Menu Cache plugin for WordPress
Caches the output of your menus. That’s it 😉
Specifically, it caches the output for every unique page. This allows the menus to retain the current/parent/child classes unlike most other menu caching plugins.
Why should I use this plugin?
If you want to cache your menu content obviously, but specifically if you want to cache your menu content and keep the current/parent/child page classes working. Most menu caching systems do not cater for keeping the various classes working, whereas this plugin does.
Why shouldn’t I use this plugin?
You should not use this plugin if you have a huge number of posts/pages on your site. The plugin caches each menu individually for each post. This can result in a huge number of cached menus on some sites, which could actually resulted in a slower site in those situations. It could also overload your object cache backend if it has insufficient memory to store them all.
- USA English
- Deutsch (German) – thanks to Alexander Praetorius for providing this translation.
Download the Menu Cache plugin.
- Upload the complete ‘menu-cache’ folder to the ‘/wp-content/plugins/’ directory OR install via the plugin installer
- Activate the plugin through the ‘Plugins’ menu in WordPress
- That’s it. The plugin is now working 🙂
Visit the Unique Headers Plugin for more information.
Frequently asked questions
Can I use this plugin to cache my widget areas too?
Nope. But luckily for you, Kaspars Dambis has created the Widget Output Cache plugin which does that for you.
How long are the menus cached for?
They are set to cache for one hour by default. You can change this by creating an extension plugin which extends the main plugin class and modifies the cache_time variable.
Why isn’t this baked into core WordPress?
Because it is not a good idea to cache a fresh menu for each page on some websites. If you don’t have many pages, then this is a perfectly acceptable way to handle menu caching. But if you have a large site with many pages, then there may be too many menus to efficiently cache.
Where is the options page?
There isn’t one. Just activate it and it should start working immediately. There is a cache purge button on the plugins page, but this should not be needed in normal usage.
Should I use this as well as WP Super Cache or W3 Total Cache?
Maybe. Those plugins do full static page caching. Caching your menus is only useful if your visitors are able to bypass the full page cache (this usually occurs when people comment or are logged in).
Your plugin doesn’t work!
It does work. If you think it is not working for some reason, please let me know why. Just because you can’t see any changes on your site, or it doesn’t “feel” faster does not mean that it is not working. In fact if you use the plugin incorrectly, your site could actually load more slowly than before. Caching is a complex thing and it can backfire on you if you don’t do it right.
Doesn’t an object caching plugin do this already?
Not quite. Object caching plugins are able to massively reduce the load created by WordPress menus, but not entirely. This plugin takes it a step further and caches the entire menu. Using the menu cache plugin in conjunction with an object caching plugin makes complete sense and is highly recommended for maximum performance.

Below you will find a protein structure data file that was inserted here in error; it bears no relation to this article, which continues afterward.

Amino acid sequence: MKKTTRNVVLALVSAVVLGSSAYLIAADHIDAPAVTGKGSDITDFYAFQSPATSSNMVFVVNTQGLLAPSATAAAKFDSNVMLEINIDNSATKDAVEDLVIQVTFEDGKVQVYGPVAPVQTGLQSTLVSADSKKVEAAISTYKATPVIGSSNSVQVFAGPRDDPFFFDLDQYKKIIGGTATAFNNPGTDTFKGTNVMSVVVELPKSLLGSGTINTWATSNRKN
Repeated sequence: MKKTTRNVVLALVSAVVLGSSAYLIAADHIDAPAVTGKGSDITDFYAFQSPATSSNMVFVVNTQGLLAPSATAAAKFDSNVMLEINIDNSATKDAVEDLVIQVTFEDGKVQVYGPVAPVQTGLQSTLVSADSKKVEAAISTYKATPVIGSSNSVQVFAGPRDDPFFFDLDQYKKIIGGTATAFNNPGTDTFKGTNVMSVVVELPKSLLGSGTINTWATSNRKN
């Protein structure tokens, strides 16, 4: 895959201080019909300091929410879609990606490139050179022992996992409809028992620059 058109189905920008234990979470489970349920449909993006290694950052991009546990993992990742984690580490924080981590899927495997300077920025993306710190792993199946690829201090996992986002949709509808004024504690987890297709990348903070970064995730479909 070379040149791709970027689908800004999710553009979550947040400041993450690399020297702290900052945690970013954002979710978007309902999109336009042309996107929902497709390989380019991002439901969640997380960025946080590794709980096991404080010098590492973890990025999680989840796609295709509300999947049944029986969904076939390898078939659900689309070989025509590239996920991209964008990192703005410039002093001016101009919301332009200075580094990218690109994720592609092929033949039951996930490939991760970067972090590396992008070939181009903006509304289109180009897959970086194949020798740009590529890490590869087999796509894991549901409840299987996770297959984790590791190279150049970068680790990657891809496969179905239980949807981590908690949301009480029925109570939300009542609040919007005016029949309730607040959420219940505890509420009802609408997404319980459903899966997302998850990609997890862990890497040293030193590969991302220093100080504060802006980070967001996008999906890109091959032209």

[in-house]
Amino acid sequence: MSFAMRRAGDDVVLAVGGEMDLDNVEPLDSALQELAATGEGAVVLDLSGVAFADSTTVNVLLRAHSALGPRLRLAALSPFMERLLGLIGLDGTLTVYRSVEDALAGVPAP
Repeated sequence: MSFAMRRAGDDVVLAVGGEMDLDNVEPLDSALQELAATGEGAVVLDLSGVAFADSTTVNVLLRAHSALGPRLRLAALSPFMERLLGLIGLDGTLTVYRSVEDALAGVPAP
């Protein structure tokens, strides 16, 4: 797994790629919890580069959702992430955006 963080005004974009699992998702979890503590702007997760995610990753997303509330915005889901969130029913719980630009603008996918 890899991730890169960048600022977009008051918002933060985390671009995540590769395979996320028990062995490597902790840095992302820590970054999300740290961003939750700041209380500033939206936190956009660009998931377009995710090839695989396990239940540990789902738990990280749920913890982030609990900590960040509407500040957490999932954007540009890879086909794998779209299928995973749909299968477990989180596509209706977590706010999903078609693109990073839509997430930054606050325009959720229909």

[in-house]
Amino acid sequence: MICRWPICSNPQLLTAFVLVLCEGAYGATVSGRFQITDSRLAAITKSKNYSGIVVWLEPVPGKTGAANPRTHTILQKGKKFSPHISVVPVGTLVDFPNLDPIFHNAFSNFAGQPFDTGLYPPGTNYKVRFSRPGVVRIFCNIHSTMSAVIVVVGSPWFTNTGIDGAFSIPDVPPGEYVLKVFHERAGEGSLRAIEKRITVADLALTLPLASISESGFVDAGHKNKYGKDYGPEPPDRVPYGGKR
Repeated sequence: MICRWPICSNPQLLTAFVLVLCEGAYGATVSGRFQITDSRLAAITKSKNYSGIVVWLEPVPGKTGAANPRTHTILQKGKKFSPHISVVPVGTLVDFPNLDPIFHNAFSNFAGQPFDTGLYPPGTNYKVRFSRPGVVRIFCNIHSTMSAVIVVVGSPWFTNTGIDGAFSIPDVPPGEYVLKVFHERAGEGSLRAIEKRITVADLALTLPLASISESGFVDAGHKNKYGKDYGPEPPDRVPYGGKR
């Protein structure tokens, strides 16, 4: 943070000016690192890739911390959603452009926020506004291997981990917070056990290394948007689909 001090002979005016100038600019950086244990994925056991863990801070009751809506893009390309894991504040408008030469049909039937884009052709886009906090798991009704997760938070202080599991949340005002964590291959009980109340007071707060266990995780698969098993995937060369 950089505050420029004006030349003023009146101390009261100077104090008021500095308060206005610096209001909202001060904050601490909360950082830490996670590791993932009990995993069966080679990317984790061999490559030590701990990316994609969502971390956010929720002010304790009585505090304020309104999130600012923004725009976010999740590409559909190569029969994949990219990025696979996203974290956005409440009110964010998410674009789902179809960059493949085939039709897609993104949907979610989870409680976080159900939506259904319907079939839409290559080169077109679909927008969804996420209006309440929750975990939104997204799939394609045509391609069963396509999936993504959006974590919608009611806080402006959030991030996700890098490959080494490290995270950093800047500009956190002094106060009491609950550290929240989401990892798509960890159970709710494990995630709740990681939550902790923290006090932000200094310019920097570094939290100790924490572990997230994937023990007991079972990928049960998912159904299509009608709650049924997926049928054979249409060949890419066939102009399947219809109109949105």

Does it work in older versions of WordPress?
Probably, but I only actively support the latest version of WordPress. Support for older versions is purely by accident.
I need custom functionality. Can we pay you to build it for us?
No, I’m too busy. Having said that, if you are willing to pay me a small fortune then I could probably be persuaded. I’m also open to suggestions for improvements, so feel free to send me ideas and if you are lucky, it may be added for free 🙂
Version 1.0.1 (4/1/2015): Added cache purge functionality and German language translation.
Version 1.0 (2/1/2015): Initial release.
Thanks to the following for help with the development of this plugin:
* Kaspars Dambis – Provided inspiration for this plugin via his Widget Output Cache plugin and the cache purge snippet used in his Minit plugin.
* Alexander Praetorius – Provided German language translations.
For a JS method of handling this problem, check out this Stack Exchange thread.
Hi Ryan, this looks great. I don\\\’t use full object caching because I have a cheap host on a shared server so although they haven\\\’t told me not too I\\\’m trying to be responsible. I do use transients a little on a selective basis though and I definitely think the menu is one area this could work well for me. Please can you tell me what you regard as lots of pages? I have no context for that. Are we talking hundreds, thousands, tens of thousands? Many thanks.
March 22, 2015 at 12:01 pm # //
That depends on your object caching backend. Most have memory limits which you wouldn’t want to go over. If you don’t have an object caching backend installed, then WordPress will default to using the database which is almost unlimited in size, so the size limit wouldn’t apply then.
Every time you update the menu though, it will update the database for every single page, once per hour. So the limit would be however many times you can get away with writing to the database per hour, divided by the number of pages on your site. I don’t have a firm grasp on what that would be though.
March 22, 2015 at 12:17 pm # //
Okay thanks Ryan, my site traffic isn\’t that huge and certainly my menu structure wouldn\’t update that regularly so I\’d actually change hour to day or possibly even week timescales. I think I\’ll have a play and see how it goes. Thanks again.
March 22, 2015 at 12:43 pm # //
It’s probably fine for most people to use, but I don’t want to go blanket recommending it when I know it has some underlying scaling issues.
March 22, 2015 at 3:48 pm # //